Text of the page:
United States presidential election, 1792
|Presidential election results map. Numbers indicate the number of electoral votes allotted to each state.|
The United States presidential election of 1792 was the 2nd quadrennial presidential election. It was held from Friday, November 2 to Wednesday, December 5, 1792. George Washington, this time the incumbent president, was re-elected. As in the first presidential election, Washington is considered to have run unopposed and been elected unanimously. The recipient of 77 electoral votes, incumbent Vice President John Adams finished second in voting and was therefore re-elected. Under the system in place through the election of 1800, each voting elector cast two votes — the recipient of the greatest number of votes was elected president, the second greatest number, vice president.
This election was the first in which each of the original 13 states appointed electors (in addition to newly-added states of Kentucky and Vermont). It was also the only presidential election that was not held exactly four years after the previous election, although part of the previous election was technically held four years prior. The first inauguration was on April 30, 1789 at Balcony of Federal Hall in New York City and the second inauguration was on March 4, 1793 at the Senate Chamber Congress Hall in Philadelphia. All subsequent inaugurations were held on March 4 up until 1933 when the ratification of the Twentieth Amendment to the United States Constitution changed the inaugural date to January 20.
 Presidential candidates
 Vice Presidential candidates
Under the system in place at the time, each elector cast two votes; the candidate with the most votes became president, and the runner-up vice-president. Thus, there were technically no candidates for vice-president in the 1792 election. However, as none of the other candidates had the intention or ability to win the office over Washington, they were effectively vice-presidential candidates.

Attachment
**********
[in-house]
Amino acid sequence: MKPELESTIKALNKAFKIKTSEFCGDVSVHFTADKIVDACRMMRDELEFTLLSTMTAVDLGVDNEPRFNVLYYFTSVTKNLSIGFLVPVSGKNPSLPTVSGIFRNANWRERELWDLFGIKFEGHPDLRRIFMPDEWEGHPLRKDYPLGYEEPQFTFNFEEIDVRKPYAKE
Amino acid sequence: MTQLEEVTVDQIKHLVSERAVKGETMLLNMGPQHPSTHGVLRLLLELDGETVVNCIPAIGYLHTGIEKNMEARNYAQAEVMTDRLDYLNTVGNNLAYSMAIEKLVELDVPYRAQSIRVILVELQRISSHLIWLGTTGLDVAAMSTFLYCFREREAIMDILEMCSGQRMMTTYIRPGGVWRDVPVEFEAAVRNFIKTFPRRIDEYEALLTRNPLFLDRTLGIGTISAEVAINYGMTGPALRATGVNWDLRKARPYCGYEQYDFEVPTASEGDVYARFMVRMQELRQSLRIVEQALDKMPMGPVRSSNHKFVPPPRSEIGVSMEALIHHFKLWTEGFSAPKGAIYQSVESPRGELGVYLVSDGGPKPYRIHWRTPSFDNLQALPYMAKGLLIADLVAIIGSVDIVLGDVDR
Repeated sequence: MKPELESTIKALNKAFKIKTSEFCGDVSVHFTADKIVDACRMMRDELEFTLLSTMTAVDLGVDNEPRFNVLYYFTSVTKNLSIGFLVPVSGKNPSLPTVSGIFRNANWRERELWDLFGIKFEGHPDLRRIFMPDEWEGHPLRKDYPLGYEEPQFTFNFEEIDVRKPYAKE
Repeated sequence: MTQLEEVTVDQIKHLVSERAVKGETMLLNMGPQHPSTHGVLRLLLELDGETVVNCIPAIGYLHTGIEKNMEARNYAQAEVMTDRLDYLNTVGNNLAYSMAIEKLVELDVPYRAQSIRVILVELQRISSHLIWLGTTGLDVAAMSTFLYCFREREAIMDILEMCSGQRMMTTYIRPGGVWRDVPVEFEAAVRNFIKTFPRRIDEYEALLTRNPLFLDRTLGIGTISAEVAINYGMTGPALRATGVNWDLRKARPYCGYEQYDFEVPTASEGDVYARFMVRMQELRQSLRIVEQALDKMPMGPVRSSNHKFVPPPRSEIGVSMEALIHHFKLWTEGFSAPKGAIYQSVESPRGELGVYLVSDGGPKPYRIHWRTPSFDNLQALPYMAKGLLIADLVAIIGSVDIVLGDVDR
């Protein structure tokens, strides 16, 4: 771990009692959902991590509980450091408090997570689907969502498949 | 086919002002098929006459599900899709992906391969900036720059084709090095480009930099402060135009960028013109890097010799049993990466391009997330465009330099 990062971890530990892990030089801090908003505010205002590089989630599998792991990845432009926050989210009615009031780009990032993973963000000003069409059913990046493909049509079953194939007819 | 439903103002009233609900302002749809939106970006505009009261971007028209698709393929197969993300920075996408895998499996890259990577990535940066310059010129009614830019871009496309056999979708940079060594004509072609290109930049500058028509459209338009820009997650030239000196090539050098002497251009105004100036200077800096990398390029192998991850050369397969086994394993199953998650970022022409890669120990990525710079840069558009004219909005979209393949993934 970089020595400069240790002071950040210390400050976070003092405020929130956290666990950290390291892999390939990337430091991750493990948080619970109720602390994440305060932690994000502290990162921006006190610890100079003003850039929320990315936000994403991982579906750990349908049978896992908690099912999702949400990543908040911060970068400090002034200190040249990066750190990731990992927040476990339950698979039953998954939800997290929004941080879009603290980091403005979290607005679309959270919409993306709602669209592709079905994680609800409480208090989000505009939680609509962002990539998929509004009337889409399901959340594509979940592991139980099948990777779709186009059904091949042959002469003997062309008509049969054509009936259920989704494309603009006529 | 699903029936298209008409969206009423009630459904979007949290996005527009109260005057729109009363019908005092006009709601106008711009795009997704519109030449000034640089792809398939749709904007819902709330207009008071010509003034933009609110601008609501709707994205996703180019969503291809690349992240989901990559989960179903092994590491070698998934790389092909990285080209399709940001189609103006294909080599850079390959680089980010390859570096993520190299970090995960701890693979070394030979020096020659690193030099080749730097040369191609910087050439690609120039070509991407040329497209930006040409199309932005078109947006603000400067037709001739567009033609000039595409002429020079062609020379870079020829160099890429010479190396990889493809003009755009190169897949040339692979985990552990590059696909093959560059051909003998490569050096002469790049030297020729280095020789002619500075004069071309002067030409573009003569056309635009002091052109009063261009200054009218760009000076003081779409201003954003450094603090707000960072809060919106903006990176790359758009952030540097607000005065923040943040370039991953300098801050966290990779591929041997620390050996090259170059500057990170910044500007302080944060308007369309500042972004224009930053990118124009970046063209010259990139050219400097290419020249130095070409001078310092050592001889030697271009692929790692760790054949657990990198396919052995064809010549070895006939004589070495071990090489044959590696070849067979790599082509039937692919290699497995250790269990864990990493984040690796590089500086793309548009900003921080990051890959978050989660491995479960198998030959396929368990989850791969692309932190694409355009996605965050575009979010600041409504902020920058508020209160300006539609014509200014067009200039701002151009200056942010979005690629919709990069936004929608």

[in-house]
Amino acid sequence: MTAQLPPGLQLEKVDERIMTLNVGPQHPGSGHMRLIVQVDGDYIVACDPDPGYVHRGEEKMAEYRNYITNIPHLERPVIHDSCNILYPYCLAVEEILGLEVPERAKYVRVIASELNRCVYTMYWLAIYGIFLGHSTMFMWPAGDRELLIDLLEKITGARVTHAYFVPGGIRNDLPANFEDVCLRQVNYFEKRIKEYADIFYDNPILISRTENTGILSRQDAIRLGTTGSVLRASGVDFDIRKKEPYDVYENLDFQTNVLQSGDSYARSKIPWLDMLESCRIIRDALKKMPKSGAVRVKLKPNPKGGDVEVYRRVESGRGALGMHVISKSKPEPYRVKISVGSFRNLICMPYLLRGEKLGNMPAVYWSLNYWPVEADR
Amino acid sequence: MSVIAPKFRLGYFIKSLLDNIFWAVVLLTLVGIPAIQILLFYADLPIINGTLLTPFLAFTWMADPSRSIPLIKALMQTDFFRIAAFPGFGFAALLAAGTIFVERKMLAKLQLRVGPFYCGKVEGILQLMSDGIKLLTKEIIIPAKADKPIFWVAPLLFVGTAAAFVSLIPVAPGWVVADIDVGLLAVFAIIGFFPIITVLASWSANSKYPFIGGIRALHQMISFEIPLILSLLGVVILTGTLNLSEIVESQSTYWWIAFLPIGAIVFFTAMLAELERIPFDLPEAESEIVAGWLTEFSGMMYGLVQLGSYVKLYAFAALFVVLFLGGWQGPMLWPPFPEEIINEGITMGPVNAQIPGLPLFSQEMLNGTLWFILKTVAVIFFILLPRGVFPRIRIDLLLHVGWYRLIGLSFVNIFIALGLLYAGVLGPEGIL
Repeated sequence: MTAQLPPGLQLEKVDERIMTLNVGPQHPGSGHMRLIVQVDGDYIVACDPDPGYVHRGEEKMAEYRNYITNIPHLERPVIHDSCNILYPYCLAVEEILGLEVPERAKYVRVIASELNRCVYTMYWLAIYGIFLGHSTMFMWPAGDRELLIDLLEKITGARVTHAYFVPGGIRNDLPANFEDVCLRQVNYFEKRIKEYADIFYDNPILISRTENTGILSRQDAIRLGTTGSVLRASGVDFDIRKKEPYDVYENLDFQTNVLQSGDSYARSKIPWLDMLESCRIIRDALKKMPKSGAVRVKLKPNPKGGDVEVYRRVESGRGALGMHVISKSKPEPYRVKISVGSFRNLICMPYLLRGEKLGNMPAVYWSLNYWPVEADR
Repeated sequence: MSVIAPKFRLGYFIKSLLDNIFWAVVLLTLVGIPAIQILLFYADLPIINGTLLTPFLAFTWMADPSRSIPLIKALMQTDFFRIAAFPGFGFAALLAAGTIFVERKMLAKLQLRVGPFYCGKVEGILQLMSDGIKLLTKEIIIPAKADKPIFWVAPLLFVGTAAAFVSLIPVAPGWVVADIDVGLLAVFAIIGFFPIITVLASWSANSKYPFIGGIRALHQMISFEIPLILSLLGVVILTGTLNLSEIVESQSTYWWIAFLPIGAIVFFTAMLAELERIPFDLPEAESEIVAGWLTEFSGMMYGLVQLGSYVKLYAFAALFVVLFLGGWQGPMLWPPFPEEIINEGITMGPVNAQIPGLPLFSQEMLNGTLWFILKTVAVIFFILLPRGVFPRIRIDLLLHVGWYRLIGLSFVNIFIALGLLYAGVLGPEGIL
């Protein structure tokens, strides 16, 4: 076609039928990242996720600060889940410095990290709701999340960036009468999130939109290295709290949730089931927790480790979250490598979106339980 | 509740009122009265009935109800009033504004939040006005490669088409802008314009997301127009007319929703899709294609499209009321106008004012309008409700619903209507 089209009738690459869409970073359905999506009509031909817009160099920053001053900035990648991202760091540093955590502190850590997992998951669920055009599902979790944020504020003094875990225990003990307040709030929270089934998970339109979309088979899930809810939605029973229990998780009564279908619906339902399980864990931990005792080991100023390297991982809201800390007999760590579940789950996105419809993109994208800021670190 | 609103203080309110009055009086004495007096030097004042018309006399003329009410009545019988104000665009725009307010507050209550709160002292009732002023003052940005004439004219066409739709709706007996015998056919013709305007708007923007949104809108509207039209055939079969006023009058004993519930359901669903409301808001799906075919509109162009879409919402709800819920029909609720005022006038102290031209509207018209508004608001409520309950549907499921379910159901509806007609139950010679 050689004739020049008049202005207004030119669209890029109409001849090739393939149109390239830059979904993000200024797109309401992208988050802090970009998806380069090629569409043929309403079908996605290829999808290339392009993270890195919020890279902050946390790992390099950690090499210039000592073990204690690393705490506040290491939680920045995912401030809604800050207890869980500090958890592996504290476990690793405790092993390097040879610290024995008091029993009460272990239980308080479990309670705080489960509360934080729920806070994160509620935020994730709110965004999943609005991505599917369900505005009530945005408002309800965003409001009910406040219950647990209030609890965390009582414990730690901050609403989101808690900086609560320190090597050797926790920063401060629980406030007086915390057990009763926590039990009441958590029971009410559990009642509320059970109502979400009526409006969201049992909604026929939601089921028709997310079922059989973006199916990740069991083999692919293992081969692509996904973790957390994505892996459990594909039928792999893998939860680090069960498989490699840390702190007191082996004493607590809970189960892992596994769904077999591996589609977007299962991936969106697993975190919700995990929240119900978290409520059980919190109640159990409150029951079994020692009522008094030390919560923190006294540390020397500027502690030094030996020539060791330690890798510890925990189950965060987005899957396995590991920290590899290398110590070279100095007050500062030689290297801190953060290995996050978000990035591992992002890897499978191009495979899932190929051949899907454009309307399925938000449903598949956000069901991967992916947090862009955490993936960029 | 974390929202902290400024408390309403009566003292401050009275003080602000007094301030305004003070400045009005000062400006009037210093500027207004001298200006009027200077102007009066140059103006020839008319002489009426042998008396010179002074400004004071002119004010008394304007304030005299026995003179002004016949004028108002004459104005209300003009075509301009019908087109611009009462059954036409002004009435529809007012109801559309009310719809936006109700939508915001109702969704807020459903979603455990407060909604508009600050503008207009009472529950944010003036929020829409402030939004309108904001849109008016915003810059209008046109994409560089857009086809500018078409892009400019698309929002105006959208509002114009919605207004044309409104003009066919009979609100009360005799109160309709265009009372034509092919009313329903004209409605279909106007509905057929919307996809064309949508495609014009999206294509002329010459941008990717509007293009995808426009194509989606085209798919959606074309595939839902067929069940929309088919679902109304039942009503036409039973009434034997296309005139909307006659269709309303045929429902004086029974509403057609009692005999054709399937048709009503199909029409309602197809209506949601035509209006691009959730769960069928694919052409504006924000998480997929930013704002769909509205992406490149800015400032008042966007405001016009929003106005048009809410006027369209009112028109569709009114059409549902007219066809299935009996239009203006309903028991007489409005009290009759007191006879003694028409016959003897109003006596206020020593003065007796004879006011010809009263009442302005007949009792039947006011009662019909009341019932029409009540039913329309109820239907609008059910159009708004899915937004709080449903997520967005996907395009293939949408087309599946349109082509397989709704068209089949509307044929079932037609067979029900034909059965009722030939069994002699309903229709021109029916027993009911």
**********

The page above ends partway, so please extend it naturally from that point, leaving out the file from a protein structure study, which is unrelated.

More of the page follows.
Federalist candidates
 Candidates gallery
 Democratic-Republican candidates
 Candidates gallery
By 1792, a party division had emerged between Federalists led by Treasury Secretary Alexander Hamilton, who desired a stronger federal government with a leading role in the economy, and the Democratic-Republicans led by Secretary of State Thomas Jefferson and Representative James Madison of Virginia, who favored states' rights and opposed Hamilton's economic program. Madison was at first a Federalist until he opposed the establishment of Hamilton's First Bank of the United States in 1791. He formed the Democratic-Republican Party along with Anti-Federalist Thomas Jefferson in 1792.
The elections of 1792 were the first ones in the United States to be contested on anything resembling a partisan basis. In most states, the congressional elections were recognized in some sense as a "struggle between the Treasury department and the republican interest," to use the words of Jefferson strategist John Beckley. In New York, the race for governor was fought along these lines. The candidates were Chief Justice John Jay, a Hamiltonian, and incumbent George Clinton, who was allied with Jefferson and the Democratic-Republicans.